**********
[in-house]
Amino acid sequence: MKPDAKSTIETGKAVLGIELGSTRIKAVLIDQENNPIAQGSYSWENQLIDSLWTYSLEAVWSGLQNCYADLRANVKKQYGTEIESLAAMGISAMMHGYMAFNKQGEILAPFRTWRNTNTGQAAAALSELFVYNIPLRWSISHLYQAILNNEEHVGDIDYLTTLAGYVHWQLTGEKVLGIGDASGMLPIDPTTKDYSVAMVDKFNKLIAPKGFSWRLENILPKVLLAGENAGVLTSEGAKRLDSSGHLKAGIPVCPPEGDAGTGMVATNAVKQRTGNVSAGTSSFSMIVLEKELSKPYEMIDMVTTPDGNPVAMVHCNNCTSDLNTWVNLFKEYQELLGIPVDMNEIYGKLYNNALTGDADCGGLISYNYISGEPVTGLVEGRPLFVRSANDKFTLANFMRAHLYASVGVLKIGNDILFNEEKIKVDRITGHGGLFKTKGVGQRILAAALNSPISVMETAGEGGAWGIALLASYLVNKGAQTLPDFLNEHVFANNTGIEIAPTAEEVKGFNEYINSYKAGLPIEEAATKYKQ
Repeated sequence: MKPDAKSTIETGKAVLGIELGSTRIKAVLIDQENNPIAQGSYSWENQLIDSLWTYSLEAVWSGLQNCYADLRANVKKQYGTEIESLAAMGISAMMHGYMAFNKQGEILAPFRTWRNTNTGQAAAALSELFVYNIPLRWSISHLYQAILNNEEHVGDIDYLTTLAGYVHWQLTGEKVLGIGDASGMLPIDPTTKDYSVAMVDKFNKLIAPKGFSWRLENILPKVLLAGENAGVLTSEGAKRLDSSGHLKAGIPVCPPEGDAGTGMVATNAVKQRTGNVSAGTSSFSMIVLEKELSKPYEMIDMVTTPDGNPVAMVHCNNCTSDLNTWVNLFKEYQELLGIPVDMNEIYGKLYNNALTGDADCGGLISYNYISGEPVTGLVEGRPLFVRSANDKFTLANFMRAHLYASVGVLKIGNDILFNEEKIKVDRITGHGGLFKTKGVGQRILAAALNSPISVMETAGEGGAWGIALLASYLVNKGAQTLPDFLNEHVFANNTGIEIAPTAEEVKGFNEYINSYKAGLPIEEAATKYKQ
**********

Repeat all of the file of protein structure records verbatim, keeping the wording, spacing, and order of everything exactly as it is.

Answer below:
[in-house]
Amino acid sequence: MKPDAKSTIETGKAVLGIELGSTRIKAVLIDQENNPIAQGSYSWENQLIDSLWTYSLEAVWSGLQNCYADLRANVKKQYGTEIESLAAMGISAMMHGYMAFNKQGEILAPFRTWRNTNTGQAAAALSELFVYNIPLRWSISHLYQAILNNEEHVGDIDYLTTLAGYVHWQLTGEKVLGIGDASGMLPIDPTTKDYSVAMVDKFNKLIAPKGFSWRLENILPKVLLAGENAGVLTSEGAKRLDSSGHLKAGIPVCPPEGDAGTGMVATNAVKQRTGNVSAGTSSFSMIVLEKELSKPYEMIDMVTTPDGNPVAMVHCNNCTSDLNTWVNLFKEYQELLGIPVDMNEIYGKLYNNALTGDADCGGLISYNYISGEPVTGLVEGRPLFVRSANDKFTLANFMRAHLYASVGVLKIGNDILFNEEKIKVDRITGHGGLFKTKGVGQRILAAALNSPISVMETAGEGGAWGIALLASYLVNKGAQTLPDFLNEHVFANNTGIEIAPTAEEVKGFNEYINSYKAGLPIEEAATKYKQ
Repeated sequence: MKPDAKSTIETGKAVLGIELGSTRIKAVLIDQENNPIAQGSYSWENQLIDSLWTYSLEAVWSGLQNCYADLRANVKKQYGTEIESLAAMGISAMMHGYMAFNKQGEILAPFRTWRNTNTGQAAAALSELFVYNIPLRWSISHLYQAILNNEEHVGDIDYLTTLAGYVHWQLTGEKVLGIGDASGMLPIDPTTKDYSVAMVDKFNKLIAPKGFSWRLENILPKVLLAGENAGVLTSEGAKRLDSSGHLKAGIPVCPPEGDAGTGMVATNAVKQRTGNVSAGTSSFSMIVLEKELSKPYEMIDMVTTPDGNPVAMVHCNNCTSDLNTWVNLFKEYQELLGIPVDMNEIYGKLYNNALTGDADCGGLISYNYISGEPVTGLVEGRPLFVRSANDKFTLANFMRAHLYASVGVLKIGNDILFNEEKIKVDRITGHGGLFKTKGVGQRILAAALNSPISVMETAGEGGAWGIALLASYLVNKGAQTLPDFLNEHVFANNTGIEIAPTAEEVKGFNEYINSYKAGLPIEEAATKYKQ